Fiame's resignation "betrayed" H.R.P.P's trust, Whip says
The Whip of the Human Rights Protection Party (H.R.P.P.), Alai’asa Moefa’auo Moananu, says some members of the ruling party felt "betrayed" when former Deputy Prime Minister, Fiame Naomi Mata'afa, resigned.
Alai’asa also confirmed that a replacement for Fiame was not discussed during the H.R.P.P. caucus meeting on Friday, held hours after Fiame resigned. The Whip did not name the members who felt betrayed.
While Prime Minister Tuilaepa Dr. Sa'ilele Malielegaoi struck a conciliatory note on Friday evening and thanked Fiame for her service to the party, other members expressed disappointment, Alai’asa said:
"There are [members] that are saddened that [Fiame] should have [taken into consideration] the highest respect accorded to her by the party that appointed her [as] Deputy P.M. by way of party vote.
"But she went ahead and made her decision and [they] felt like [Fiame] betrayed our trust.”
When contacted for a comment on Saturday, Fiame declined.
But despite the internal discontent, he denied the resignation of the Deputy Leader had shaken the party.
“I think it makes the party stronger," Alai’asa said.
Alai’asa also confirmed the party is yet to discuss whom to appoint as Fiame's successor, or how to run the process of choosing a successor given the limited time constraints of the current Parliamentary session.
He said the Deputy Prime Minister's position was not discussed when the H.R.P.P. had its regularly scheduled caucus meeting on Friday evening, hours after Fiame's resignation.
Alai’asa said the party does have standing policies for succession of position, but that it was unclear how they would be employed given there are only seven months left before the next general election.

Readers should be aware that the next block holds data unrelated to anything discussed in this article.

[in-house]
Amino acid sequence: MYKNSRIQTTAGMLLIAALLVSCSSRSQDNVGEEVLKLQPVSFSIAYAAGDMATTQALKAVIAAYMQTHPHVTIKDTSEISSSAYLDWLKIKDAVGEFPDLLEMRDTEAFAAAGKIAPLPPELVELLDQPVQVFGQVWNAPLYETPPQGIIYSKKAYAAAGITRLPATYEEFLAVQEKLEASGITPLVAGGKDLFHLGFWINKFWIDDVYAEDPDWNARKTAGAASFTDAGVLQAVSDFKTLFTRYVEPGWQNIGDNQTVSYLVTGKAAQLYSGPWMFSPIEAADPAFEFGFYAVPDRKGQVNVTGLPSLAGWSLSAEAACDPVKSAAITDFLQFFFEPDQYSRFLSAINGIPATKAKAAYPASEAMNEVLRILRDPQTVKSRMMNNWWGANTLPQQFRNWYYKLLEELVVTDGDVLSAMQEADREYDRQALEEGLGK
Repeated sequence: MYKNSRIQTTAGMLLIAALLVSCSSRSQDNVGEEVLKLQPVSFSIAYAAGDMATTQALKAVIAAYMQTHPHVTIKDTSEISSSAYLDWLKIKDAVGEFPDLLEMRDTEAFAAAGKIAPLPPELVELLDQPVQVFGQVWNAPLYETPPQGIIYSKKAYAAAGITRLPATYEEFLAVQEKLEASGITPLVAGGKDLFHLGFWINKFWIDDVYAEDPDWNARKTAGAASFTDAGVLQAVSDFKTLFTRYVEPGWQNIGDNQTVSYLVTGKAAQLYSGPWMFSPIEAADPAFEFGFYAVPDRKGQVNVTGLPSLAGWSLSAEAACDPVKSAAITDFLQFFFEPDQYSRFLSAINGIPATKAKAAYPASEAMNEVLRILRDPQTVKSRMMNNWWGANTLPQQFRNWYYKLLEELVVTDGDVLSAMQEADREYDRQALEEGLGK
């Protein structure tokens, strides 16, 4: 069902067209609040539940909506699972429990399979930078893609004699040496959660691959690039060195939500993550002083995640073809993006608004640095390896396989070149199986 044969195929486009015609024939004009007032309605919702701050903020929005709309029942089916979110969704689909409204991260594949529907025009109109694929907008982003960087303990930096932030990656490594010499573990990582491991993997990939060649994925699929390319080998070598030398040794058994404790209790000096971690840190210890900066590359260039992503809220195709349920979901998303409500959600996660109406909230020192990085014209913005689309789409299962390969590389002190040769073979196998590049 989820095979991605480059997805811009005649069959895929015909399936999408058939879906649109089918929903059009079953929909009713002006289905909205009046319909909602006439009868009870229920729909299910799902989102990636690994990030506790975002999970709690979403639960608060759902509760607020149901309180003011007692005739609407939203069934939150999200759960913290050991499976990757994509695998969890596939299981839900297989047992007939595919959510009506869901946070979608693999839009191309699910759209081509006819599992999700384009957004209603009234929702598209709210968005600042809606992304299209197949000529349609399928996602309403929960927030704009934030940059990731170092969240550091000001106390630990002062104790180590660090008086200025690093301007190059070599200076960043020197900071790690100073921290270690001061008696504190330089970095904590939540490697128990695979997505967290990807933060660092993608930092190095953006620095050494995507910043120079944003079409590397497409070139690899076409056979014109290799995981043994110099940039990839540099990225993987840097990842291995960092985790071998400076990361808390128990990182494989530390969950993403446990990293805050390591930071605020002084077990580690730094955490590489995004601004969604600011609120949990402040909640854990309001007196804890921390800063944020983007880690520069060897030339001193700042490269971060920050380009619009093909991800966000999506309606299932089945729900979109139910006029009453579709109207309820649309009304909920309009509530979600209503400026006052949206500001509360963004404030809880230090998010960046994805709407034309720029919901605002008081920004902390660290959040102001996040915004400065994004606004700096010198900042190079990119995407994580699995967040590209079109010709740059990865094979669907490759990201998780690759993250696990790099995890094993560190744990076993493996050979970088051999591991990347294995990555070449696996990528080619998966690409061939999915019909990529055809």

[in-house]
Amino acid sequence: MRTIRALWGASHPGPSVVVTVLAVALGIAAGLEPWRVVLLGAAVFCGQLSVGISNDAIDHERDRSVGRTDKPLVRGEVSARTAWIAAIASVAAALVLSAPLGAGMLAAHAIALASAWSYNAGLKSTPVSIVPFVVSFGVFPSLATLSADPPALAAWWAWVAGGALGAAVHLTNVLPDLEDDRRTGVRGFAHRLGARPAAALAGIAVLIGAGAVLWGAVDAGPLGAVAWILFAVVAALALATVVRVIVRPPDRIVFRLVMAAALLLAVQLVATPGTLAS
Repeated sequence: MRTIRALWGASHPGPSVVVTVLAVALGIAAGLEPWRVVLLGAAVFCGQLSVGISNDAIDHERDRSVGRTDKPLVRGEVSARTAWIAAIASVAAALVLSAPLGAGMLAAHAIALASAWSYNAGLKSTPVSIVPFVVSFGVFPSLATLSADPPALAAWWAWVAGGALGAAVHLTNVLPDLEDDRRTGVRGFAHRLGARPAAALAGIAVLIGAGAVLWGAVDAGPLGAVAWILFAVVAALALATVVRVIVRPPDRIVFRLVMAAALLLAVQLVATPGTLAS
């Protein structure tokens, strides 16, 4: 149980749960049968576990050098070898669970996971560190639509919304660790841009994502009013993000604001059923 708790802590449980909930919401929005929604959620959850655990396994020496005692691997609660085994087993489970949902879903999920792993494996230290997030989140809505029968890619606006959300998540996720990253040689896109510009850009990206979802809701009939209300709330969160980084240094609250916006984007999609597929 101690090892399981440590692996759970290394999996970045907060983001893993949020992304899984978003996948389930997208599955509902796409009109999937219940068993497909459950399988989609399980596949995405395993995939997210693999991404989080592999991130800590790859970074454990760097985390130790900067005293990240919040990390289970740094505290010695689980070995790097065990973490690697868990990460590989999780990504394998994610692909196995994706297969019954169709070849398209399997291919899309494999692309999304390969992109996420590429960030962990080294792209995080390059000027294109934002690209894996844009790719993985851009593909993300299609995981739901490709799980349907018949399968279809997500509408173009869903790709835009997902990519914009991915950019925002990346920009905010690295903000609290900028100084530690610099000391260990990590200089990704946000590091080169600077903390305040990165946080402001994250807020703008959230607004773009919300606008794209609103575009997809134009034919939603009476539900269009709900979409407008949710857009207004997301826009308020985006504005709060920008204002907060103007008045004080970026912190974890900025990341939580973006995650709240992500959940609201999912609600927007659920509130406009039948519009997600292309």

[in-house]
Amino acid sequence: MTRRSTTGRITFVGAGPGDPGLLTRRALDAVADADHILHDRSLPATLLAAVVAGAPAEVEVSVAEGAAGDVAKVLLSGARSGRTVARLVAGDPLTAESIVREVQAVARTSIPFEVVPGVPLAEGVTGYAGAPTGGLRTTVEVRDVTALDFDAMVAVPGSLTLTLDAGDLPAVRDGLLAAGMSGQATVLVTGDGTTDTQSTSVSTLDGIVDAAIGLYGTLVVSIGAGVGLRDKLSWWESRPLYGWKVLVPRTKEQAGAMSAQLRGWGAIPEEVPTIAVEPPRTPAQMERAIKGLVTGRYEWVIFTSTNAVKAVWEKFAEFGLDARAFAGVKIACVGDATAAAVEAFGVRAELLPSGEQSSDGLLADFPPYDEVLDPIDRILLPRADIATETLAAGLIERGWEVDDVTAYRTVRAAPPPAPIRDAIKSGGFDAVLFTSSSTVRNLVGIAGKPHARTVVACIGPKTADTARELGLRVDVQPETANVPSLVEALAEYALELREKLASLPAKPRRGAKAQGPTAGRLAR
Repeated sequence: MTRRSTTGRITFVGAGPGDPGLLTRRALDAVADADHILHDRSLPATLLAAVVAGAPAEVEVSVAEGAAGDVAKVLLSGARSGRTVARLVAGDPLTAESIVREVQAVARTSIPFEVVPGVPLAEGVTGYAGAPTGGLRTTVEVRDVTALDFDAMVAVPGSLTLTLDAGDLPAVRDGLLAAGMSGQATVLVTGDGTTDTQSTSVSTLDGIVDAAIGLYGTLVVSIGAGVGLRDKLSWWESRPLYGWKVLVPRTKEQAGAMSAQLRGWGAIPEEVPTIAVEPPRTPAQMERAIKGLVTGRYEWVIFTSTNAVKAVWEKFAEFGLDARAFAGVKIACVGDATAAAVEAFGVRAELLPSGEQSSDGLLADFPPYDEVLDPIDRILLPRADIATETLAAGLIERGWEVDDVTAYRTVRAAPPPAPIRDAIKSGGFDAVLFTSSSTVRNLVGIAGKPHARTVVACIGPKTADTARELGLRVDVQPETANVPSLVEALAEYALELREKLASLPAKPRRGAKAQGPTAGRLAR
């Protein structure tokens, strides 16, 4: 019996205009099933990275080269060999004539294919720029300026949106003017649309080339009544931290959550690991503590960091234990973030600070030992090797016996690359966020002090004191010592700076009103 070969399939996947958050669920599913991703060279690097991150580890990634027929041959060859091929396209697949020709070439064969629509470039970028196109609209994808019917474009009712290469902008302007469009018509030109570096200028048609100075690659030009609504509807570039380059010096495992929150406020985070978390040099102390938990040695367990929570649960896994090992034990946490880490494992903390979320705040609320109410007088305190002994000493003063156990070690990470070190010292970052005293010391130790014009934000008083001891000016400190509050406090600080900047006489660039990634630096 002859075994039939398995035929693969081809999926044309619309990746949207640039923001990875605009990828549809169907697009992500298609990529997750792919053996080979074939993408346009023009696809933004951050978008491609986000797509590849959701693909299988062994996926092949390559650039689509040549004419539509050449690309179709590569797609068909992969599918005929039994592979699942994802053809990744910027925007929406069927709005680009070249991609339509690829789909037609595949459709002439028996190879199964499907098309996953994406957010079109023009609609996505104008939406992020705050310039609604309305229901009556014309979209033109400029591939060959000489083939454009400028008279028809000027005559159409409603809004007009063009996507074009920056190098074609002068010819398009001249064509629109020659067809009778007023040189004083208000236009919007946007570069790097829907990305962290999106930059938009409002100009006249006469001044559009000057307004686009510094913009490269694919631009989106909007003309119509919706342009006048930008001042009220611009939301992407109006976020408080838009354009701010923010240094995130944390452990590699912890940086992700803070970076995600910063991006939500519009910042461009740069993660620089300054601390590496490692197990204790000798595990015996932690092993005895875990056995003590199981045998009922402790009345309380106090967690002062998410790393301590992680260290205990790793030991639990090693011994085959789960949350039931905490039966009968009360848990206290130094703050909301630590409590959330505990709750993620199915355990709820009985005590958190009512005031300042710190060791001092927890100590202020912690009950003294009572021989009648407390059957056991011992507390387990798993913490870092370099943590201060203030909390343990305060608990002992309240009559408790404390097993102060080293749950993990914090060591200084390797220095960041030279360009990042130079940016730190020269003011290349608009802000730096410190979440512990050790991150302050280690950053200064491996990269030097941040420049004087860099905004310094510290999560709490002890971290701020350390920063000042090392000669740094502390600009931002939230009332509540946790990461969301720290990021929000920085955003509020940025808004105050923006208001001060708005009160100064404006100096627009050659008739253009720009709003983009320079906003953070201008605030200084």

“The party will decide on this matter at a later date," he said.
“Fiame has submitted her resignation to the Prime Minister and the Head of State and there is nothing the party can do about it now.
"She’s no longer a member of the party."
Asked about the names of potential candidates to assume the position, Aalaisa said while all H.R.P.P. members are qualified to stand for senior members would be more likely to be considered.
On Friday afternoon, Fiame resigned from her position of Deputy Prime Minister as a result of her concerns about three bills introduced to Parliament by the Government to make the Land and Titles Court autonomous.
“The bills came from Cabinet and the truth is if I cannot support the legislation I have to tender my resignation,” she told the Samoa Observer.
Alai’asa said Fiame’s resignation letter outlines her wishes to be an “independent member for the rest of the term.”
Alai’asa said the H.R.P.P. was not shaken by Friday's event.
The H.R.P.P. was established in 1977 and has been the dominant force in national politics since 1982.